For example, most employees worldwide want managers to allow team members to set their own schedule (65%) instead of holding standard 9 a.m.to 5 p.m. working hours (35%). A similar percentage would prefer that management allows team members to come into the office when they need to, and work from home when they need to (61%), over having predetermined ‘in office’ and ‘at home’ days each week for the team (39%).

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Technology critical to war on talent

Moving beyond a hybrid working model, where employees have the choice between working from home or in an office, 81% of U.S.-based employees want to be able to work from anywhere in the future. This surpasses the global number of 75%, showing U.S. workers desire even more flexibility than their global counterparts. As a result, the right technology is more important than fancy offices in prime locations when attracting and retaining talent. More than half of employees want personal technology to take with them wherever they wish to work, while almost three in four would prefer companies to select and provide that technology to make the hybrid experience equal.

Over eight in ten (86%) U.S.-based employees agree that technology can help all employees have equal access to opportunities at work, and they’d “rather work for a company that invests in technology to better connect the workforce in a hybrid working future” (83%). Collaboration technology needs to adapt to allow people to turn any space into a workspace – previous technology designed for the odd day of ‘remote working’ is no longer enough.

Holger Reisinger, SVP at Jabra, said: “The world of work is going through a significant change, and we’re at a pivotal moment. While companies were initially thrust into remote working with little-to-no time to prepare, the pandemic will have a permanent impact on working structures. As companies look to evolve their hybrid working strategies, the research shows that by continuing to invest in the right technology and giving employees autonomy over the working day, organizations can deliver a better working experience for employees. The companies that get it right will be the ones who don’t just listen to what employees want, but also understand why they want it,” he added.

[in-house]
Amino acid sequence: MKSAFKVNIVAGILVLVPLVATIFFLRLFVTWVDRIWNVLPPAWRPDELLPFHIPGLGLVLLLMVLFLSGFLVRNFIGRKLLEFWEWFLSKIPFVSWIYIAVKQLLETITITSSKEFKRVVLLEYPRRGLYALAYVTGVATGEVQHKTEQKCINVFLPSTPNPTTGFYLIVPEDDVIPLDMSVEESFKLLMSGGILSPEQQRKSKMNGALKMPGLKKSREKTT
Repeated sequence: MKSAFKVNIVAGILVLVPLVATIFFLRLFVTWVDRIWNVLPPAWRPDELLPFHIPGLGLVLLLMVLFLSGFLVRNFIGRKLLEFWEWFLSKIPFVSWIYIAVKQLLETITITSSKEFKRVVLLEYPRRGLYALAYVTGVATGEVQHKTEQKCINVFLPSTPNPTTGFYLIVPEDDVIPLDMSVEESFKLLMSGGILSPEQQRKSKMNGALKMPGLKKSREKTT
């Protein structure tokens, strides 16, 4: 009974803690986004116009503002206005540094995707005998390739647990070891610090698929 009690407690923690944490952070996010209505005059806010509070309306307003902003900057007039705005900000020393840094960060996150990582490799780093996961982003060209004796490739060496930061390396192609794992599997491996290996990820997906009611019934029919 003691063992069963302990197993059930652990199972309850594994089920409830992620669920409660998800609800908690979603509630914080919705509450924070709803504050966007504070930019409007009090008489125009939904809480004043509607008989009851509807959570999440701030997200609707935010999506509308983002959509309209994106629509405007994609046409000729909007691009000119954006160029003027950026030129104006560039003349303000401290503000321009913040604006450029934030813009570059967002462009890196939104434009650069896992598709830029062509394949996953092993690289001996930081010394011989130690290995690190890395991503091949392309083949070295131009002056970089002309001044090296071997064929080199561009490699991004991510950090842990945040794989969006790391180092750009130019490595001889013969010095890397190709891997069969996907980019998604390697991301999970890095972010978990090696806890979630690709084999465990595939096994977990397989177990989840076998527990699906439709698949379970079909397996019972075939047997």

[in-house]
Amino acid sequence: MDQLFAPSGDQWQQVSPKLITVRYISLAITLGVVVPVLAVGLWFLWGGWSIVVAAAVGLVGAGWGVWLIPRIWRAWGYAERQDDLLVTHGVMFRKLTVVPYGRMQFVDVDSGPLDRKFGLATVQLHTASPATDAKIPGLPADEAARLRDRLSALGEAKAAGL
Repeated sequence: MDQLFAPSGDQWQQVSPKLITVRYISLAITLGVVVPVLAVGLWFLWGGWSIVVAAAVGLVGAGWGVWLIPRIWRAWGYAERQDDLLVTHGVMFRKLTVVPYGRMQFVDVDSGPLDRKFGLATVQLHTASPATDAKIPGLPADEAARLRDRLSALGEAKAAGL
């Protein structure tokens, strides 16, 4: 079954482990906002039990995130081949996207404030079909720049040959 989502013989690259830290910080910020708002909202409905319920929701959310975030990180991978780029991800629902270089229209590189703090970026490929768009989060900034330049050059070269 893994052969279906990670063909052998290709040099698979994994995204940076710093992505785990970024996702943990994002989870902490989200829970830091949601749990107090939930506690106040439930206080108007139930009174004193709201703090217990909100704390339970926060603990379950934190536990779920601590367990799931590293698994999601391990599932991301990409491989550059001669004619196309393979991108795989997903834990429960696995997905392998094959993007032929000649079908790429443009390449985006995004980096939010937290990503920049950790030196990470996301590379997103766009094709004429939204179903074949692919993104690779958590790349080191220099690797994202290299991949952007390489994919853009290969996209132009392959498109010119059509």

Additional findings specific to the U.S. market, include:

  • When considering a return to the office, employees foresee the most significant challenges to be time spent commuting (34%), feeling like their physical health is at risk (25%), and the hassle of too much health compliance (e.g. need to wear a mask, sanitize, etc.).
  • In their ideal future, 49% of workers would prefer a hybrid option, while 27% would prefer full-time working from home, and 17% want to return to the office full-time.
  • For workers preferring a hybrid environment, the most popular number of days at home was three.
  • Employees’ biggest fears about a hybrid work future are a lack of clear expectations around when and why to go into the office (29%), a lack of consistency of hybrid working arrangements across teams (28%), and physical health risks (26%).
  • A resounding 91% of employees were clear that companies must make all employees feel equally included and valued, no matter where they choose to work.
  • Over 65% of workers feel their company needs guidance on what a hybrid working model looks like.
  • Employees’ sense of connection to and trust in their team has remained the same or increased while working from home.